In the latest edition of Coolest Cars I Saw Last Week, we have a forgotten front-wheel drive Chrysler product, a mysterious van from Mexico and the kind of rust-free survivor you only see in Arizona. To see more weird cars like these, follow me on Instagram at @MountainWestCarSpotter.
We start with a Plymouth Horizon TC3 I saw casually parked outside of a Pep Boys. Built from 1978 to 1990, the Horizon and the Dodge Omni 4-door hatchbacks represented Chrysler’s first FWD vehicles, and were developed with an eye on efficiency and to compete with the popular Volkswagen Rabbit. Fastback coupe variants of each were introduced for 1979, positioned against their more mainstream counterparts in the same way Volkswagen offered the Scirocco alongside the Rabbit.
From 1979 to 1980, the FWD Chrysler coupes were dubbed the Omni 024 and the Horizon TC3. The “Omni” and the “Horizon” prefixes were dropped for 1981, and the two vehicles were referred to as simply the 024 and the TC3. In 1983, the two vehicles were again renamed, this time to the Dodge Charger and the Plymouth Turismo. Pickup variants were spawned for the 1982 model year, known as the Dodge Rampage and the Plymouth Scamp. Again, this largely mirrored VW’s strategy with the Rabbit, which bore a pickup variant for the 1979 model year.
This one was wearing “Horizon TC3” badges on its front fenders, so it’s safe to say it’s from either the 1979 or the 1980 model year.
Next up, what you’re looking at here is a fifth-generation Toyota HiAce Commuter Van wearing Mexican license plates. The fifth-gen HiAce has been on sale since 2004, but obviously it has never been offered in the U.S. Its closest relative here in the U.S. is the Toyota Van that was sold stateside from 1983 to 1989.
Toyota has consistently offered two sizes of commercial van — large and small — with the larger HiAce being akin to the Ford Transit, and the LiteAce comparable to the Transit Connect. This is the second time I’ve seen this mysterious van on U.S. Highway 6 near Price, Utah, the main artery leading between Salt Lake City and Moab. I’ve also received reports of sightings by friends and car-spotting colleagues in this very canyon as well. What’s it doing? Where’s it coming from? Where’s it going? Why’s it such a common site? One possible answer is that it’s transporting drivers from Mexico to vehicle auctions here in the U.S. where they buy vehicles and drive them back to Mexico for resale. My guess is that the bikes on the roof are used for getting around the lots quickly to inspect vehicles.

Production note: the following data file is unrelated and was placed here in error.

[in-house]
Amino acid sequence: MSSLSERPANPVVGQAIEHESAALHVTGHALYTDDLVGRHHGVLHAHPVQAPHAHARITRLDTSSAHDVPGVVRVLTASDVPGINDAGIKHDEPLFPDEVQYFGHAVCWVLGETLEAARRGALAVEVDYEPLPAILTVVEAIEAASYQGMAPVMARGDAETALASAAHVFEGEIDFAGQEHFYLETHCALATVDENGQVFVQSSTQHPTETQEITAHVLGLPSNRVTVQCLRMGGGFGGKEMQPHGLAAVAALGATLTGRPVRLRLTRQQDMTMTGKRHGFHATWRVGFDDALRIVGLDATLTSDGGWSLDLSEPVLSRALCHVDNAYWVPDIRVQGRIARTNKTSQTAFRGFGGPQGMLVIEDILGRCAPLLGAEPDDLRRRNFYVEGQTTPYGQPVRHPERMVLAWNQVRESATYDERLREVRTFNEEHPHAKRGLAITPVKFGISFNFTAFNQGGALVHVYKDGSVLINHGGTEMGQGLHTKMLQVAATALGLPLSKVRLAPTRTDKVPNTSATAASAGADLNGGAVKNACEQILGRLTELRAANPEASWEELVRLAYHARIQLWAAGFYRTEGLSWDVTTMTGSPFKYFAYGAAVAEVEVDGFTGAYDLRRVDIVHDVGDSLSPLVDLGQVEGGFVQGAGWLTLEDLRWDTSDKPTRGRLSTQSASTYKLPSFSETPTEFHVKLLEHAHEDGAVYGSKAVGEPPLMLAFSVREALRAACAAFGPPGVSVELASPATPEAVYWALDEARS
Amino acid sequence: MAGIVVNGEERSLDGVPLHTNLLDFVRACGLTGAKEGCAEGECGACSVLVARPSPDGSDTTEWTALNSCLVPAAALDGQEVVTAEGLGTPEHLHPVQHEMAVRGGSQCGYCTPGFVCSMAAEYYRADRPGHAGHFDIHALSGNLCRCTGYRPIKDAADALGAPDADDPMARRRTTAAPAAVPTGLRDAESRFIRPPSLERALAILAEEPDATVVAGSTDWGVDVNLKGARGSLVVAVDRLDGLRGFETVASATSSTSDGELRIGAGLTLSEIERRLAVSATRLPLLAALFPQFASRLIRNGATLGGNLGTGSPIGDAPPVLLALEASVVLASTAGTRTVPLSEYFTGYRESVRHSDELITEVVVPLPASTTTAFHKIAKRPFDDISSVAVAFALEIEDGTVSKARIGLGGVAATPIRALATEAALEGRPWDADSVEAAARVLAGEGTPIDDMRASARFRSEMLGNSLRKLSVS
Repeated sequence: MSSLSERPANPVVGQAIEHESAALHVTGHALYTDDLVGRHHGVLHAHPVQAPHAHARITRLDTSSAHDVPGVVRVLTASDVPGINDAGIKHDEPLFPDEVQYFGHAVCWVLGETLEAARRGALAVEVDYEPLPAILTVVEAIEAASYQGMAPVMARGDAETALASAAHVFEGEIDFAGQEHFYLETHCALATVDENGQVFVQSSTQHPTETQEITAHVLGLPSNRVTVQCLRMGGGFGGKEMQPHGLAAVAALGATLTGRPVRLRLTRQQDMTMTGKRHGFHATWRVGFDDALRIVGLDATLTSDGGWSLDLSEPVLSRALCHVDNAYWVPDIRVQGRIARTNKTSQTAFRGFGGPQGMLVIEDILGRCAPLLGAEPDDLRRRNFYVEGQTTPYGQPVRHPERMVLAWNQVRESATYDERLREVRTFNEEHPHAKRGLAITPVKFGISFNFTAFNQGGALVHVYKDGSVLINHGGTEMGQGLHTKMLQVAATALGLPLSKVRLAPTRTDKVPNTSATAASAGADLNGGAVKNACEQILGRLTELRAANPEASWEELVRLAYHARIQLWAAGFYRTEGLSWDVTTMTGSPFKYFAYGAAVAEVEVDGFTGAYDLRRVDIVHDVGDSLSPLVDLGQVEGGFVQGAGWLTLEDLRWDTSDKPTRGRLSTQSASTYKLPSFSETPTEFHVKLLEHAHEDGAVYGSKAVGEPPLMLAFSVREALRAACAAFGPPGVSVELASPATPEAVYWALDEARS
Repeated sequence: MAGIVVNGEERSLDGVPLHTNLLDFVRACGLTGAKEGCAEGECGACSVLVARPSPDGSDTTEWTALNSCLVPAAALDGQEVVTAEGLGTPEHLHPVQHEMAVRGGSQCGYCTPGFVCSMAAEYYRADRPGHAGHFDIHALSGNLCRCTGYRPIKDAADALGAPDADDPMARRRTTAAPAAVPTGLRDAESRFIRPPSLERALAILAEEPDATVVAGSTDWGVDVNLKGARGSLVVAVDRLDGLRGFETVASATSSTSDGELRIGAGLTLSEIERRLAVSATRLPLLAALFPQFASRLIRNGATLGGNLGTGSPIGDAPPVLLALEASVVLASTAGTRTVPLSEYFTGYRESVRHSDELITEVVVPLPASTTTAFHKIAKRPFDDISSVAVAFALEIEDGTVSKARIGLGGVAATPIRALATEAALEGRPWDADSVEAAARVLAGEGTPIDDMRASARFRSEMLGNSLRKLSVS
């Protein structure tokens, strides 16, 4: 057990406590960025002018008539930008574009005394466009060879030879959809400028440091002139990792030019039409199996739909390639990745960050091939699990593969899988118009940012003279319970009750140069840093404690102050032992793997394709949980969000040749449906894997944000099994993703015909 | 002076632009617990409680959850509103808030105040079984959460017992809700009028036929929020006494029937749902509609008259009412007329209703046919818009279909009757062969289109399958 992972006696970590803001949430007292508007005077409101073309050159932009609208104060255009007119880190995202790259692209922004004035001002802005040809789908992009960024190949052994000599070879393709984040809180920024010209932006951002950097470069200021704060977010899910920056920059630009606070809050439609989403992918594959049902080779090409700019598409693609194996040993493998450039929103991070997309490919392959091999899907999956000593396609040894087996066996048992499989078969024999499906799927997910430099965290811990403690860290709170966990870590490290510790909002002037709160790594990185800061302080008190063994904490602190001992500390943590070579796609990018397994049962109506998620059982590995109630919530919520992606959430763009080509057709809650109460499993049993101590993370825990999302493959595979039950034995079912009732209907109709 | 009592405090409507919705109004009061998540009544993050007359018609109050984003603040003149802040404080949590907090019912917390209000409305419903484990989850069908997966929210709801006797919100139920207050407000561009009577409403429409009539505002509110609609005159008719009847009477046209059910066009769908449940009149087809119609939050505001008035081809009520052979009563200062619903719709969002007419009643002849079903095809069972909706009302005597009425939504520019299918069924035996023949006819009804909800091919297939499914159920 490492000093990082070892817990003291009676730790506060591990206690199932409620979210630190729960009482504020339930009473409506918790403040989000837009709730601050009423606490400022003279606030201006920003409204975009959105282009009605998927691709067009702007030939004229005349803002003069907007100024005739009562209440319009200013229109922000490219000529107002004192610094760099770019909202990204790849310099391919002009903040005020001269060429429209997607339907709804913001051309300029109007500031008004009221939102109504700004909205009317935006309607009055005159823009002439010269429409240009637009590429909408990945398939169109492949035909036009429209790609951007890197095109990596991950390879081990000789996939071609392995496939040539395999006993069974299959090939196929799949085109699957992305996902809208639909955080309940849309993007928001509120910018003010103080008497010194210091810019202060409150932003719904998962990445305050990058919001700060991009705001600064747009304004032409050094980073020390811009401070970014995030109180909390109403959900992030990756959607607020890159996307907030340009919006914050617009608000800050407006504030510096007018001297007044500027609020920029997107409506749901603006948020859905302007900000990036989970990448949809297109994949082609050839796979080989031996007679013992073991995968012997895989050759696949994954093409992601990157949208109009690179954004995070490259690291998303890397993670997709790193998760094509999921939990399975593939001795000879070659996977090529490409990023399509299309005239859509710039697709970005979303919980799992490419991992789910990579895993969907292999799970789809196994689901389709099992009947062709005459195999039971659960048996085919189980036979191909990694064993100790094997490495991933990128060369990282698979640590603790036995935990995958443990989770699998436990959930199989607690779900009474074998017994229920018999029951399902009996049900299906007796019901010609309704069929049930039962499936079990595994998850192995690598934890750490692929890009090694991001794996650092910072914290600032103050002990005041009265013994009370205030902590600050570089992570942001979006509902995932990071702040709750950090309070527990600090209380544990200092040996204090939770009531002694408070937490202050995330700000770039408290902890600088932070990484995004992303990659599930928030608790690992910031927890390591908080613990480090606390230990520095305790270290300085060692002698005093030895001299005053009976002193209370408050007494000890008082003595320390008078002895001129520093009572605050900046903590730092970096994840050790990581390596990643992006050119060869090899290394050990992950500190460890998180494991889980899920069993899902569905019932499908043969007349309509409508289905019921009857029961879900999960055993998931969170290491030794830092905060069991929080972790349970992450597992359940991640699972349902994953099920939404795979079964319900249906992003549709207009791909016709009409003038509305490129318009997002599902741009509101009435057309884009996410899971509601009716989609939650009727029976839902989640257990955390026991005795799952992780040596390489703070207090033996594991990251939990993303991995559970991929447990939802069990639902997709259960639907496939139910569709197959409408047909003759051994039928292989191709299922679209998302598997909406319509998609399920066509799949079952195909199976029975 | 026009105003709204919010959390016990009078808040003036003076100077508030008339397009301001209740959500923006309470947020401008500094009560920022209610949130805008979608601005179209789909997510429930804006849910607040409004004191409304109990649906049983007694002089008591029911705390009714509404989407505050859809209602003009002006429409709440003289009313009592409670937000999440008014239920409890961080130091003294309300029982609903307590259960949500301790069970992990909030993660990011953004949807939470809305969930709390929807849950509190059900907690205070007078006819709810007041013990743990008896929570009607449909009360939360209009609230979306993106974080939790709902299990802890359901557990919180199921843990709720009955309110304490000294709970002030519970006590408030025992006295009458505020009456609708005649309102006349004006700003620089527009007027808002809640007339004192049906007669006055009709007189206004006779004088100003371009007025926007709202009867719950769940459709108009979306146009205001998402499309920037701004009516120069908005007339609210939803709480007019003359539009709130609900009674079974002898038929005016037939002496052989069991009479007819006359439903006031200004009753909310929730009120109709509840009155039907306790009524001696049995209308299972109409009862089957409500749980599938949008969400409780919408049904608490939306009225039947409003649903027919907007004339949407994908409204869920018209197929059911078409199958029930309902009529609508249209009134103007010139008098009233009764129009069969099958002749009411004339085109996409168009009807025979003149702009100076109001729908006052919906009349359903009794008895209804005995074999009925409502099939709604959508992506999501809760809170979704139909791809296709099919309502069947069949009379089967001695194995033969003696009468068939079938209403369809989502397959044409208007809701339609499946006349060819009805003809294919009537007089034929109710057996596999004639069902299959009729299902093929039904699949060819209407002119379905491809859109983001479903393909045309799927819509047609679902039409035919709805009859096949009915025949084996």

Here’s what is likely one of the cleanest Ford LTD Crown Victorias left in existence. It’s a 1991 model, and I spotted it, unsurprisingly, in sunny, dry Scottsdale, Arizona. From 1980 to 1991, the Crown Victoria nameplate was attached to the third-generation Ford LTD line. The third-gen LTD introduced the famous full-size, rear-wheel drive Panther Platform.
This is somewhat misleading, though, as the regular LTD was split from the LTD Crown Victoria for 1983, moving to the smaller Fox platform that underpinned the Mustang of the era, leaving the LTD Crown Victoria as the only LTD to ride on the Panther Platform. The LTD Crown Vic soldiered on through the 1991 model year, after which it was redesigned. That’s when it dropped the “LTD” prefix — but it still rode on the Panther Platform, which would see use all the way through 2011.
Chris O’Neill grew up in the Rust Belt and now lives in Salt Lake City, Utah. He worked in the auto industry for awhile, helping Germans design cars for Americans. Follow him on Instagram: @MountainWestCarSpotter.